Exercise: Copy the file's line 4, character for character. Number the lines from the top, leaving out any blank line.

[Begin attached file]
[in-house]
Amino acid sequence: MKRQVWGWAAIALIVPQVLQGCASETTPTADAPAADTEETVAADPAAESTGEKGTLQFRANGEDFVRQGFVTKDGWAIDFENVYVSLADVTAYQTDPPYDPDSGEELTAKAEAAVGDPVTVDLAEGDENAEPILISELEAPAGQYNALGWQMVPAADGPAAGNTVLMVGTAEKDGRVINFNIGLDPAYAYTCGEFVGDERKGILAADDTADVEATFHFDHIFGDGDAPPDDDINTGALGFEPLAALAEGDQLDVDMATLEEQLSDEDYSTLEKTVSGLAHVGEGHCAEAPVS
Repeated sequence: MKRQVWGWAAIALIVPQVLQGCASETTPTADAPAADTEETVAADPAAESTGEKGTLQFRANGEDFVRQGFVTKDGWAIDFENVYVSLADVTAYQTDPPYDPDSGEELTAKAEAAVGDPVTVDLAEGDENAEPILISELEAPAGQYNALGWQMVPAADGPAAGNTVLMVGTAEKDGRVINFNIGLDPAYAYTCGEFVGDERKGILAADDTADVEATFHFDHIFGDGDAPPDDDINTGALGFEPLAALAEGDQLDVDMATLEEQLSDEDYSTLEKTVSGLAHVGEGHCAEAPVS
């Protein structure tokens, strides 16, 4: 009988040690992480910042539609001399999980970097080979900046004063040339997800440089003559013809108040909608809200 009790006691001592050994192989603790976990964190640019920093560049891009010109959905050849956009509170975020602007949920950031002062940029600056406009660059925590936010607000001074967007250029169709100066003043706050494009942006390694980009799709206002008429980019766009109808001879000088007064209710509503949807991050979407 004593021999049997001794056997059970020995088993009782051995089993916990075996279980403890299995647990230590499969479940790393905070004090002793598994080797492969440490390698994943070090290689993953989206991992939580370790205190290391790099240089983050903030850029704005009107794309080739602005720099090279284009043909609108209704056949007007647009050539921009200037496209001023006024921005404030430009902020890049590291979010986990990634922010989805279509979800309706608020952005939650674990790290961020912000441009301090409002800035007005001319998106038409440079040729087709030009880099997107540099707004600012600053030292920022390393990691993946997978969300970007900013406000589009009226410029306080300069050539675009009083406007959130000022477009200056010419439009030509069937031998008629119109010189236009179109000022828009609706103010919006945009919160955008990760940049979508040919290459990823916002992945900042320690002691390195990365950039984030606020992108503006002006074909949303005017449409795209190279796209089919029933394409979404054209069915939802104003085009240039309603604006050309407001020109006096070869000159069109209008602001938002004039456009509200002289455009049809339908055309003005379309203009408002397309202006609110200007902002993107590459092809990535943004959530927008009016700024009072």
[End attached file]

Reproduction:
């Protein structure tokens, strides 16, 4: 009988040690992480910042539609001399999980970097080979900046004063040339997800440089003559013809108040909608809200 009790006691001592050994192989603790976990964190640019920093560049891009010109959905050849956009509170975020602007949920950031002062940029600056406009660059925590936010607000001074967007250029169709100066003043706050494009942006390694980009799709206002008429980019766009109808001879000088007064209710509503949807991050979407 004593021999049997001794056997059970020995088993009782051995089993916990075996279980403890299995647990230590499969479940790393905070004090002793598994080797492969440490390698994943070090290689993953989206991992939580370790205190290391790099240089983050903030850029704005009107794309080739602005720099090279284009043909609108209704056949007007647009050539921009200037496209001023006024921005404030430009902020890049590291979010986990990634922010989805279509979800309706608020952005939650674990790290961020912000441009301090409002800035007005001319998106038409440079040729087709030009880099997107540099707004600012600053030292920022390393990691993946997978969300970007900013406000589009009226410029306080300069050539675009009083406007959130000022477009200056010419439009030509069937031998008629119109010189236009179109000022828009609706103010919006945009919160955008990760940049979508040919290459990823916002992945900042320690002691390195990365950039984030606020992108503006002006074909949303005017449409795209190279796209089919029933394409979404054209069915939802104003085009240039309603604006050309407001020109006096070869000159069109209008602001938002004039456009509200002289455009049809339908055309003005379309203009408002397309202006609110200007902002993107590459092809990535943004959530927008009016700024009072």